Hints and tips for storytellers

Posted January 13, 2017 by Guest blogger

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Hints and tips for storytellers

Storytelling can be a scary business. A bit of planning, plenty of practice and bucketloads of enthusiasm can make all the difference, says Simon Bond, Library Assistant at Pontefract Library.

Reading aloud to children is our bread and butter and should be a special treat for both reader and audience, but not everyone feels confident or comfortable when it comes to storytelling. Here are some hints and tips help you face your fears and make the most of the experience.

 

Think of storytime as a tale in three parts...

 

The beginning

Preparation is the key to a successful story session, particularly if you’re feeling a little bit out of your comfort zone. Control the things you can control and the job’s half done:

  • Choose the book/s you’re going to read carefully. Advice and suggestions are nice but only use books that you have chosen and feel happy with. Think especially of length and language. Do they lend themselves to being read aloud? Generally, the shorter and simpler, the better.
  • And don’t forget size - an oversized picture book is great visually but not much use if you end up sat at the front wrestling with it!
  • Make sure you know your audience in terms of age and ability. There’s no point reading a long, wordy story to under 5s, or a board book to a year 6 class (though they’d probably enjoy it!). If it’s a group you’ve never read to before you could always ask teachers/carers for advice on age-appropriate material.
  • Timing is important. How long is the session expected to last and do you have enough material to fill the time? Children get fidgety quickly, so the short and simple rule applies again - two or three short books are better than one longer story.
  • Think about location. Reading a story in the children’s library is wonderful but be aware of distractions such as books or toys within easy reach. It can be a good idea to designate a special ‘story’ rug or mat for the children to sit on. Where will you sit? A chair a little higher than the children is a good idea so they can all see you (and you can see them!).
  • Look for places in the book where you can use voices or noises and dramatic pauses. Feel free to use gestures and actions to enhance the story. Vary your vocal style, too - if the story calls for a silly voice, do a silly voice; if it needs you to act frightened, act frightened.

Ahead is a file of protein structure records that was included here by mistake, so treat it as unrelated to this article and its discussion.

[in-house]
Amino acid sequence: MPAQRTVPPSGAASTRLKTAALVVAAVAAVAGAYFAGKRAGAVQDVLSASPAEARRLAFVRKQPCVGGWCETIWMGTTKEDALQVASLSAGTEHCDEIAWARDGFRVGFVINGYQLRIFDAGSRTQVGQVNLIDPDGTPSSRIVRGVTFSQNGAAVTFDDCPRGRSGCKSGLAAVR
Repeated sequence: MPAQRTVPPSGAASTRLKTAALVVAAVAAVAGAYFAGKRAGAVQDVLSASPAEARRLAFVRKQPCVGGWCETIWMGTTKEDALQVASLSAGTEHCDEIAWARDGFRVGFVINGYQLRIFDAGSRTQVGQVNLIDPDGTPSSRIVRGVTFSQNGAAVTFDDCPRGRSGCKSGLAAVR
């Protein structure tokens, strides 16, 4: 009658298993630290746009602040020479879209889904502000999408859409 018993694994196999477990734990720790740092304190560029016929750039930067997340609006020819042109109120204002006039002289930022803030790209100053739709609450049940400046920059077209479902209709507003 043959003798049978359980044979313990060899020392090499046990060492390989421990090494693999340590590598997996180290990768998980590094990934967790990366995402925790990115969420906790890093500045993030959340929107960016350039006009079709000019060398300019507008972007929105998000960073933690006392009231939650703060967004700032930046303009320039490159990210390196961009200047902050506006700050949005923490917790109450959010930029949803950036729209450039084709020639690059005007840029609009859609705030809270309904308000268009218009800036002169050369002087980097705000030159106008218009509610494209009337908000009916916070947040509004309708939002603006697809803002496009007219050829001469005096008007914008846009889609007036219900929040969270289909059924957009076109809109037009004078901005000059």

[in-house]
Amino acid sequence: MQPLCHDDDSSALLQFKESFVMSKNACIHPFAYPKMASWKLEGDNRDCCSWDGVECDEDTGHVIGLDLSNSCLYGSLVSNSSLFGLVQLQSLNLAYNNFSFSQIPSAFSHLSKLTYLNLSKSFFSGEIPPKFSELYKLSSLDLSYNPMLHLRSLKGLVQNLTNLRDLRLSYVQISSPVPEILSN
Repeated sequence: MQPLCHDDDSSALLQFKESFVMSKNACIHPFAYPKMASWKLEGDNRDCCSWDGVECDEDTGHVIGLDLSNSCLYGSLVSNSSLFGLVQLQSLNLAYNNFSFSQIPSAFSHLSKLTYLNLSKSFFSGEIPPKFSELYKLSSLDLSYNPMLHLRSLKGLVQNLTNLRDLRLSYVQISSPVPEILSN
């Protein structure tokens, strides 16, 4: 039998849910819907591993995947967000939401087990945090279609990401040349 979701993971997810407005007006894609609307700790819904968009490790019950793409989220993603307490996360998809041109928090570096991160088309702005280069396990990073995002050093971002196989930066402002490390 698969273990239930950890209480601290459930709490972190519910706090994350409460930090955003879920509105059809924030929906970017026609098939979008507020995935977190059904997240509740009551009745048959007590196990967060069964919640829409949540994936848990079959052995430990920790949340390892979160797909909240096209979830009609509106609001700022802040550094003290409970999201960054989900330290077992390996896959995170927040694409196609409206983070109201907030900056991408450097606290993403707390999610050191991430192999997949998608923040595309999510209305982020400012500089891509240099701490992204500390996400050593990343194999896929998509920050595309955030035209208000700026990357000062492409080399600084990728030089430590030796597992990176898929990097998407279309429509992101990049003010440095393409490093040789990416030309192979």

• Practise reading your chosen books out loud. Practise again. Then practise some more. It really does make perfect.

 

Storytelling with a class of children

The middle

Now for the scary bit – it’s time to read.

  • Warm up your voice. You wouldn’t run a mile without warming up first so why go into a storytime ‘cold’? Your voice is a delicate instrument and you can easily strain it, particularly if you’re nervous. Take a few minutes to exercise - recite the alphabet, make some vowel sounds, whisper and whistle, pull a big face, pull a little face. You’ll feel a bit silly but you’ll notice the difference.
  • However nervous you're feeling inside, try to look happy and confident. You’ve got a STORY to share and it’s going to be GREAT!
  • Sometimes the audience needs warming up, too. Nothing will set your nerves on edge like a group of children sat in absolute silence. So before you start, get them to shout their names out, ask them if they’re ready for a story, anything. Then make them do it again louder - the children will loosen up (and so will you).
  • Read clearly and slowly. If you’re nervous you’ll tend to speed up, often without realising.
  • Make eye contact. Putting your head down and just ploughing through it will kill the event stone dead.
  • Use recurring words and catchphrases to get the children involved e.g. 'There’s a shark in the park!' There are three things children love most when having a story read to them: repetition, repetition and repetition.
  • Encourage the children to respond to the words and pictures and don’t be afraid to go off script e.g. 'Who’s afraid of sharks?' 'And what do you think happened next?' Get them to roar like lions or hiss like a snake. A story session is interactive, so interact.
  • But be careful of letting things go off on a tangent. Remember, you’re in the chair, you have the book. If the children get overexcited, simply put the book aside until they quieten down.
  • If you’re nervous about reading in front of adults - parents, teachers etc - don’t be. Either make them join in or ignore them.

The end

Breathe a sigh of relief and pat yourself on the back - it’s over! Take time to review the session and think about what worked and what didn’t.

 

  • If things went well, brilliant. Whatever you did, keep on doing it.
  • If things didn’t go so well try to work out why. Perhaps you chose the right book for the wrong class. Perhaps the children were unresponsive. Maybe you just had an ‘off’ day. It happens. Learn from it, put it behind you, move on.


But always remember, when it comes to delivering a storytime, play to your strengths (and yes, you do have them!). No two readers are alike. Some are natural performers, others are better at just being themselves. There is no ‘right’ way to read a story. Just your own way.

And finally...

If it helps, here’s a cheesy acronym as a quick reminder of the essentials.

 

Think STORY:

Select your material
Target your audience
Organise and practise
Read, repeat, react, respond
You’re a success, enjoy it!

The last of these is the most important of all. If you have fun telling stories, it’s an absolute guarantee that children will enjoy hearing them!

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